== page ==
Church, Art, Beauty and Change

I have always felt deep down to my toes that there is nothing like a faith community when it is working right. I witnessed this as a child, when my alcoholic father came to faith in Christ through the witness of a neighbor and the love of a local church. His life, and subsequently the entire trajectory of my family’s life, changed course dramatically. I have seen this transformation of human lives happen over and over again, as Jesus and his church have partnered together. Participating with God in transforming lives has always been the church’s job, as we hear in Isaiah 58, when God defined true worship: “Is not this the kind of fasting I have chosen: to loose the chains of injustice and untie the cords of the yoke, to set the oppressed free and break every yoke? Is it not to share your food with the hungry and to provide the poor wanderer with shelter-when you see the naked, to clothe them, and not to turn away from your own flesh and blood?”  Faith communities are working right when people care more and more about the things God cares about and less and less about the things he does not care about.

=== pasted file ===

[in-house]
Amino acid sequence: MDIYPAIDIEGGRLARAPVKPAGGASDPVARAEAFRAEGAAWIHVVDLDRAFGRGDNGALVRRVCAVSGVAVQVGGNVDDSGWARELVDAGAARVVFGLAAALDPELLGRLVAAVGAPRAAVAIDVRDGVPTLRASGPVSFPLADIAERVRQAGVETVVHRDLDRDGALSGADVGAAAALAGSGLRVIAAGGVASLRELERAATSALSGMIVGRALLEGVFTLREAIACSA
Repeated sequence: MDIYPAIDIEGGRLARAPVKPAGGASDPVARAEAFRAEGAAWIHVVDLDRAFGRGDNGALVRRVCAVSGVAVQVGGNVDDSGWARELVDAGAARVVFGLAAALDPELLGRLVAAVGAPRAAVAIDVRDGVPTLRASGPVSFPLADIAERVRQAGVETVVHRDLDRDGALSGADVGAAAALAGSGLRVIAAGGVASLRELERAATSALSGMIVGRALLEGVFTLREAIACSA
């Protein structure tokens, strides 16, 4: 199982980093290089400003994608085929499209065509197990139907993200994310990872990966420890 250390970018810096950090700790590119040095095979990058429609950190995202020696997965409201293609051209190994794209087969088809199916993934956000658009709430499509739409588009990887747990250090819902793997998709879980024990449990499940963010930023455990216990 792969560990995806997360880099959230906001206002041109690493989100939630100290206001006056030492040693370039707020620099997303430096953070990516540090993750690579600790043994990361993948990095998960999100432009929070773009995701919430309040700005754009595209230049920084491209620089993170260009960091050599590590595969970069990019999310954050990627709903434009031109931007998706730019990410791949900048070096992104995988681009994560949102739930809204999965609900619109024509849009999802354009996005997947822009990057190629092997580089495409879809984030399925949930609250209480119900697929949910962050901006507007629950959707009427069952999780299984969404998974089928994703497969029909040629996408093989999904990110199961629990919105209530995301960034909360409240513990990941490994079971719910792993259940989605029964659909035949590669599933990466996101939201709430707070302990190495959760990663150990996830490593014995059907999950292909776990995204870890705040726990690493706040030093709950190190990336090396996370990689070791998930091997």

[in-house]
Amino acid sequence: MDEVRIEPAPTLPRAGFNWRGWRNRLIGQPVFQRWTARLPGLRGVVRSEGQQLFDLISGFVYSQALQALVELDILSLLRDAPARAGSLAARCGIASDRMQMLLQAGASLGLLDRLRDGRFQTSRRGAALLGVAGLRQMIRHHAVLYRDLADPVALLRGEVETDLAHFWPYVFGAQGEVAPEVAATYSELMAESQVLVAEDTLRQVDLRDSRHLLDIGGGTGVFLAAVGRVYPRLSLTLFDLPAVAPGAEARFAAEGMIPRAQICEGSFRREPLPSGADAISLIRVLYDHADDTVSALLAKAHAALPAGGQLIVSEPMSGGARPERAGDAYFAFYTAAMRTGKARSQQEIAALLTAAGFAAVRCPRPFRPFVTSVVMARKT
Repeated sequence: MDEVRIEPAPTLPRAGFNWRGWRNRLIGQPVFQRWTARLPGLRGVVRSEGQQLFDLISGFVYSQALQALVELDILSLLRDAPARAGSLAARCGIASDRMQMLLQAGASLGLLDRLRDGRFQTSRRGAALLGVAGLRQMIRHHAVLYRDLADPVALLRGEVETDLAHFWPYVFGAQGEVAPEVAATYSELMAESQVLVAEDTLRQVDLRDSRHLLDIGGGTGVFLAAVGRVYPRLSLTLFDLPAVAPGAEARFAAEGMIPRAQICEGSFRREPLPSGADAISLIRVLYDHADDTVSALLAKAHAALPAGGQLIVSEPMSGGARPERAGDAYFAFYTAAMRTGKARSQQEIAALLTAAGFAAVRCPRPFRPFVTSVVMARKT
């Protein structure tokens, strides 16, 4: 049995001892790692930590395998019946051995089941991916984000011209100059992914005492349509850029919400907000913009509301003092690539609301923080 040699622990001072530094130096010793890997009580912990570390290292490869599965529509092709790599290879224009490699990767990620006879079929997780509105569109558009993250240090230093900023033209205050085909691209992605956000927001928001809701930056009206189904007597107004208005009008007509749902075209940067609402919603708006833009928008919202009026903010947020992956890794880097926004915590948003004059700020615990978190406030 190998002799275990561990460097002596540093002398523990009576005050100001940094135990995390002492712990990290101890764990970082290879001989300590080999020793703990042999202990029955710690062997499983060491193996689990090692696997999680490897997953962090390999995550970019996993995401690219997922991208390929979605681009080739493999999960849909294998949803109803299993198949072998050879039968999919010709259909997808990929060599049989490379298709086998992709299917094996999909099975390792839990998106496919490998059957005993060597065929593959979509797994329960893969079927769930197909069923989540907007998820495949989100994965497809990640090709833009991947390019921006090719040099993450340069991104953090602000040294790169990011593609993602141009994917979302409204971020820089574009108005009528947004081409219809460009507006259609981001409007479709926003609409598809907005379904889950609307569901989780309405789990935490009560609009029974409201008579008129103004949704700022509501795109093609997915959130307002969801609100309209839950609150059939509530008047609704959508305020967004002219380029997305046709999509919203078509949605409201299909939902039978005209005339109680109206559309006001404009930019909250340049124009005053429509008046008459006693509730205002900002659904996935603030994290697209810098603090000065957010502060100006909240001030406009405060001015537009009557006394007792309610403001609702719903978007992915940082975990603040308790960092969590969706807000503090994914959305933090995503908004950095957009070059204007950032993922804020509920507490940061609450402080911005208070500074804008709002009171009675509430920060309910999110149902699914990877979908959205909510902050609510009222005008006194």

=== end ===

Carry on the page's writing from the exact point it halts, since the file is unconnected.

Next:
God absolutely cares about recognizing and restoring beauty and wholeness in people.

This Sunday we are having baptisms, which I love because we gather together to witness and celebrate the stories of peoples’ lives being changed by God. Baptism is an acknowledgement that Jesus didn’t just die for us a long time ago and then leave us to fend for ourselves. He invited us then and now to follow him, to die to our old selves and our former ways of living and being. He invites us to begin fresh and to participate with him in extending this possibility to others. Our immersion in the baptism waters is a picture of our dying with Christ in his death, and our emerging from the water represents our being raised to new life. A faith community that is working right holds this picture of baptism always before itself as a reminder of what God cares about: the healing and redemption of human lives.

I cannot wait to celebrate baptism with the Platt Park church family this week

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